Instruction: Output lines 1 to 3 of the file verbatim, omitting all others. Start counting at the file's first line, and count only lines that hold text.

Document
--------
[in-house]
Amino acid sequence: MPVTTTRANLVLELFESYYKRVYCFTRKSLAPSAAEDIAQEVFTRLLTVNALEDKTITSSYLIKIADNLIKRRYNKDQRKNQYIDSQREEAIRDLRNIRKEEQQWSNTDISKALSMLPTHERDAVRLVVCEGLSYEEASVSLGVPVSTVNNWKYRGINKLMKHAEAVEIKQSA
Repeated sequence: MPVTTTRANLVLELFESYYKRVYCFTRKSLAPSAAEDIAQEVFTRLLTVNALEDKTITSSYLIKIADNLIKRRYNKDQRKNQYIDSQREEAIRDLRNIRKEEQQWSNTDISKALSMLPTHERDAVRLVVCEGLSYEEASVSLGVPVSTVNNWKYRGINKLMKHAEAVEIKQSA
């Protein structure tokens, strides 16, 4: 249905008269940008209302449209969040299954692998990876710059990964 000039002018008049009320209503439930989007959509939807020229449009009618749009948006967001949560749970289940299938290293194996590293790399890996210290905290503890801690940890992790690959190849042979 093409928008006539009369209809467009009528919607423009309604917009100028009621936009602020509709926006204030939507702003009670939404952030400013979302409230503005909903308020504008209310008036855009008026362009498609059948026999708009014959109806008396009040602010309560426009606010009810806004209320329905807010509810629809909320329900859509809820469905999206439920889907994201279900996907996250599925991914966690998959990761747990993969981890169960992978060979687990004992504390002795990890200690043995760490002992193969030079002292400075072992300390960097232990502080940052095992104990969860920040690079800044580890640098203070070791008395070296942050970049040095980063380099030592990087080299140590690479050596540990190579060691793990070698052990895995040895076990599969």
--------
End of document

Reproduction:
[in-house]
Amino acid sequence: MPVTTTRANLVLELFESYYKRVYCFTRKSLAPSAAEDIAQEVFTRLLTVNALEDKTITSSYLIKIADNLIKRRYNKDQRKNQYIDSQREEAIRDLRNIRKEEQQWSNTDISKALSMLPTHERDAVRLVVCEGLSYEEASVSLGVPVSTVNNWKYRGINKLMKHAEAVEIKQSA
Repeated sequence: MPVTTTRANLVLELFESYYKRVYCFTRKSLAPSAAEDIAQEVFTRLLTVNALEDKTITSSYLIKIADNLIKRRYNKDQRKNQYIDSQREEAIRDLRNIRKEEQQWSNTDISKALSMLPTHERDAVRLVVCEGLSYEEASVSLGVPVSTVNNWKYRGINKLMKHAEAVEIKQSA